With the help of computer technology this map attempts to display two different things. First, the route MT took on the Quaker City excursion -- which you can follow by scrolling along the red line. At the same time, the 13 places named in yellow are active links. Clicking on any of them will take you to a passage in Innocents Abroad about that place. And when MT's book is reconceived this way -- geographically, or geo-culturally -- what begins to appear is a map of the racial and ethnic prejudices shared by the book and its American audience.
The lines in this ideological map aren't always clearly drawn. Innocents Abroad is rhetorically opportunistic rather than thematically coherent. MT's perspective often switches around, and whenever his point-of-view changes so does the site he's looking at. He offers a graphic description, for example, of Venice by day; a few minutes and paragraphs later, however, and Venice by night is a different place altogether. He finds things to mock and to admire almost everywhere he goes.
But as you'll see by comparing what he writes about northern locales like Paris and Odessa with what he writes about Mediterranean Europe, or comparing any of these passages with the way he describes non-white and non-Christian peoples in Africa and Asia, many of the variations in the narrative's tone can be linked directly to racial preconceptions. (A good instance of this is the way his nose comes increasingly into play as people's skins get darker; after only a brief time in Constantinople, for example, he can talk without irony about what Turks "smell like.")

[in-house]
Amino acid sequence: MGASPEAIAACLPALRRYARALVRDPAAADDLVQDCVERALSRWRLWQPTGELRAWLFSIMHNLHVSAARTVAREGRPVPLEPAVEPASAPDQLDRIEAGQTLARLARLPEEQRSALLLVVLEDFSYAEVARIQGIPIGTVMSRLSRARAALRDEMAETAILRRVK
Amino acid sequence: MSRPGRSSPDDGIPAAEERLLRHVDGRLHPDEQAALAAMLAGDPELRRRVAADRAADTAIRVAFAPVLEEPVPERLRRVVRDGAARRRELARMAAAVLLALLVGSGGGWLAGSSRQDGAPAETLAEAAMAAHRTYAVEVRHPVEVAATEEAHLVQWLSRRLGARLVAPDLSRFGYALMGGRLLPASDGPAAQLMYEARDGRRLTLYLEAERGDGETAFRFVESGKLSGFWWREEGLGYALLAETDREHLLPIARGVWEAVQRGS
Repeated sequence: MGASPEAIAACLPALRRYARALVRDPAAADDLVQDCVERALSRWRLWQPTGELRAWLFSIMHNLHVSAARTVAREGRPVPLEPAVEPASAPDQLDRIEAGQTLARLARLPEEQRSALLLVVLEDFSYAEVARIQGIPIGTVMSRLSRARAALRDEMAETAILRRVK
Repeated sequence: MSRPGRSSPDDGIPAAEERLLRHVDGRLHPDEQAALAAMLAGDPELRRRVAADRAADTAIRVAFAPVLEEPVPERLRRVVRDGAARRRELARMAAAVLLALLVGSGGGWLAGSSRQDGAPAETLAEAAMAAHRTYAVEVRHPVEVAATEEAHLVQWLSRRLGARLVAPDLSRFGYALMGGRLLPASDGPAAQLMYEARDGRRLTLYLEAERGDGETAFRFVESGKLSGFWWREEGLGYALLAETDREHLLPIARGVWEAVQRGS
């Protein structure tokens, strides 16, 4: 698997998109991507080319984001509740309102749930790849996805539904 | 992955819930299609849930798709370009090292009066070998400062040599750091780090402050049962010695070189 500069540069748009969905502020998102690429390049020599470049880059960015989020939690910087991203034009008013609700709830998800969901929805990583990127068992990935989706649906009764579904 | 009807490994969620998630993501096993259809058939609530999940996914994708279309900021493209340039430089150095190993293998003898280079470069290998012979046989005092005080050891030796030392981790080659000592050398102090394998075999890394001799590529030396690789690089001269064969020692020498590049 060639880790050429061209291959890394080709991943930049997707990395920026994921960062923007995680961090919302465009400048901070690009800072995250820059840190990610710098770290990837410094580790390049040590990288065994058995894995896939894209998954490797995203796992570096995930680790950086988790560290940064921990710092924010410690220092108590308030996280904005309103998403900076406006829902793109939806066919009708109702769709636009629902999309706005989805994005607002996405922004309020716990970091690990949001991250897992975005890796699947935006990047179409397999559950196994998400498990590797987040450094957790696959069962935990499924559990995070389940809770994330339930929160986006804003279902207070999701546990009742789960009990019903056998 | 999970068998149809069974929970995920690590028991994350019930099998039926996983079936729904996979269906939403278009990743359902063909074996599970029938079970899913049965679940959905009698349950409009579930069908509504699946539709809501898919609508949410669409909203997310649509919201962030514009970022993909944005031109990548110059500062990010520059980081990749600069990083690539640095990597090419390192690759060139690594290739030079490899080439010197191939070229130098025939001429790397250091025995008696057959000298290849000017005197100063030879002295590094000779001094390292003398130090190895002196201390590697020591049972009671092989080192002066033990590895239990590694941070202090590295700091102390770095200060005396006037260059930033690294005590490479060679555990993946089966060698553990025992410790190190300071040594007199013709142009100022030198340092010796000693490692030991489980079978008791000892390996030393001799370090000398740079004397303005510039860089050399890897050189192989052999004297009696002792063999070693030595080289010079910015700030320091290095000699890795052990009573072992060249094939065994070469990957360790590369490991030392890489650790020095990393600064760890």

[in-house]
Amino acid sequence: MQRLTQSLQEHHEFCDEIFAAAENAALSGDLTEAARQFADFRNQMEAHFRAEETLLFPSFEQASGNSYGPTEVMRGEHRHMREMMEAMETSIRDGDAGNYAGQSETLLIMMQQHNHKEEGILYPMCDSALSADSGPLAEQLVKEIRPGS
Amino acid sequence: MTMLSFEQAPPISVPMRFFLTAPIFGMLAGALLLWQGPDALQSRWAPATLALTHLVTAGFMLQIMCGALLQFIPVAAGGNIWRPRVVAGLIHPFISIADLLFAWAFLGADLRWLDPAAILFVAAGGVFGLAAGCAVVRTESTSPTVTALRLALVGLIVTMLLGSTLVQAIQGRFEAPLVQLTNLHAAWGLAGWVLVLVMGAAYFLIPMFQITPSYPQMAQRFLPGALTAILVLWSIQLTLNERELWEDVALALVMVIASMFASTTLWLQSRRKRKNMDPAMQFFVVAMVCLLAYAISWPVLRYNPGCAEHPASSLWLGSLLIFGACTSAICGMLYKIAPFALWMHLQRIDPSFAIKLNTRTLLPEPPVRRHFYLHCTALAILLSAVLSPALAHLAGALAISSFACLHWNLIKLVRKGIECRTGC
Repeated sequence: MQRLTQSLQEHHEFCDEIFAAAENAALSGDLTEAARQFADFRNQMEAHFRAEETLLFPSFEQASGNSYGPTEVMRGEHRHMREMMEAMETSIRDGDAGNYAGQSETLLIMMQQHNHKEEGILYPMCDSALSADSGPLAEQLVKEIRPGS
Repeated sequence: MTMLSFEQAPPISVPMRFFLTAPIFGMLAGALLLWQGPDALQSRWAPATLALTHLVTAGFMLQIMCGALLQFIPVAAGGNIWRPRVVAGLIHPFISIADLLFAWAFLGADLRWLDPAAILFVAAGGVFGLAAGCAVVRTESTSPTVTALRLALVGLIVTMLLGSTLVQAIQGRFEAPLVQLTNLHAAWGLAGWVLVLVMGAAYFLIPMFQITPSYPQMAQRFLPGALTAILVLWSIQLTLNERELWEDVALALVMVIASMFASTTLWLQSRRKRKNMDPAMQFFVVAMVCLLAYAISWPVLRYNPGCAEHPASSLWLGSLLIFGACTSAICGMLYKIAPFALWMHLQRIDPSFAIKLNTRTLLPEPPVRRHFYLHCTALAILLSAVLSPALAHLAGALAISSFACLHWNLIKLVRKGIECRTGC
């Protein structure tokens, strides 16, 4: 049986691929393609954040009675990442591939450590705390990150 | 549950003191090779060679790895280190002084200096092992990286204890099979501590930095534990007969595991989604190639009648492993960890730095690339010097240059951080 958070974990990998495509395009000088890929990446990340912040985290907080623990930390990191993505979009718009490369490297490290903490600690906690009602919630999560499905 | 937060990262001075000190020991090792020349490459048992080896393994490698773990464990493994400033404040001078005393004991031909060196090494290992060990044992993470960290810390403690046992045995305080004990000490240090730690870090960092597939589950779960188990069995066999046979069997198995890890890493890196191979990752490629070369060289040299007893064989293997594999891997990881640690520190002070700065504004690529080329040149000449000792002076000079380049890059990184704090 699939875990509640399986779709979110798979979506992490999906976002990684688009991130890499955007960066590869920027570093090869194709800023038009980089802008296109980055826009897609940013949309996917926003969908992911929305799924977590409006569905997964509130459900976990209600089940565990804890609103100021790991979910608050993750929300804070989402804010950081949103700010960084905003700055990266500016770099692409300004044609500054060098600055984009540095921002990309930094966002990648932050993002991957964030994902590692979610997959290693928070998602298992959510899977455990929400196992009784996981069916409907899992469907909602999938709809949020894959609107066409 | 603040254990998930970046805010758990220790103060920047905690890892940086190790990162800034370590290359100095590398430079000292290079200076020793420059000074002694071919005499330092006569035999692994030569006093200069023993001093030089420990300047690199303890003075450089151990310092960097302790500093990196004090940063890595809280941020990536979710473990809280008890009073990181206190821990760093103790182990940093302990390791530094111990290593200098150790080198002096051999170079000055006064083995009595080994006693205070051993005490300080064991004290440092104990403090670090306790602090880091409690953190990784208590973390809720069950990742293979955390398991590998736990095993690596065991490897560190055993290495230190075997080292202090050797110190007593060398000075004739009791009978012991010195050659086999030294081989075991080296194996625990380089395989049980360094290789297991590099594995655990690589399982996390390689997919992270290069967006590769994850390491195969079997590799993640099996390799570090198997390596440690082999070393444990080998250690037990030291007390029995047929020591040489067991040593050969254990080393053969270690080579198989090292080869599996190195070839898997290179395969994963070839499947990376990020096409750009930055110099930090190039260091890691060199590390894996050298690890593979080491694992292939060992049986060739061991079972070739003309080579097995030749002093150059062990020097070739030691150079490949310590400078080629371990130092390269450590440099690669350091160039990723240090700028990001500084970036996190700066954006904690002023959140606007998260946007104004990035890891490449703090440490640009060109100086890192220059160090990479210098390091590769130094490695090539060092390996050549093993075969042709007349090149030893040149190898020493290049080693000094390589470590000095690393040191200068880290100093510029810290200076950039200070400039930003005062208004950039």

Some of the links -- Jerusalem and the Sphinx, in particular -- are to the passages that MT's contemporary readers seem to have enjoyed the most. But most of the others were picked to display the pattern of the book's preconceptions. Some fans of MT may decide that what this map chiefly exposes is my own biased reading of the text, but I've tried to be fair. You can check to see how fairly I've chosen by clicking on the graphic of the "Siamese twins" at the bottom right of each "page"; that will take you to the whole chapter from which the passage comes. (Clicking on the icon of the map at the bottom left will bring you back to the map.)
Innocents Abroad was the most popular travel book of MT's times. Its irreverent humor, its blithe assertion of America's readiness to take on the world, even (as the advertising would put it) its length and its lavish illustrations -- all these were major reasons for its extraordinary appeal to American readers. At the same time, the book's way of looking at Europe, Africa and Asia add up to a tour of the ideological world inside many of MT's contemporaries' heads.